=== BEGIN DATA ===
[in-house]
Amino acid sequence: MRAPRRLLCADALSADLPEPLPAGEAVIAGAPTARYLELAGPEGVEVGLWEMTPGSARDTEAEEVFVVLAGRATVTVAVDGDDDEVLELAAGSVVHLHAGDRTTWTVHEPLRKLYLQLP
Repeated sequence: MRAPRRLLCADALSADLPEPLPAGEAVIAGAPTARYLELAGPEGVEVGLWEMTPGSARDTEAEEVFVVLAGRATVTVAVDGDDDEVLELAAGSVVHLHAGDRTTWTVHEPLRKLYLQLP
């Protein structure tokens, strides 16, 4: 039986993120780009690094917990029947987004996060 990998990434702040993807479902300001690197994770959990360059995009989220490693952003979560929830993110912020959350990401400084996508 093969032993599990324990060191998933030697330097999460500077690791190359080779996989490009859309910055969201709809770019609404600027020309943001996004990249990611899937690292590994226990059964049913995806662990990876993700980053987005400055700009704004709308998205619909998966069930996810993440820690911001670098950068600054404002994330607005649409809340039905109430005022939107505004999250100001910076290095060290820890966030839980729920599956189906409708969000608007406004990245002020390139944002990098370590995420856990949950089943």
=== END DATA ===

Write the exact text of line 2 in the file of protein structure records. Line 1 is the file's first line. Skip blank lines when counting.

Amino acid sequence: MRAPRRLLCADALSADLPEPLPAGEAVIAGAPTARYLELAGPEGVEVGLWEMTPGSARDTEAEEVFVVLAGRATVTVAVDGDDDEVLELAAGSVVHLHAGDRTTWTVHEPLRKLYLQLP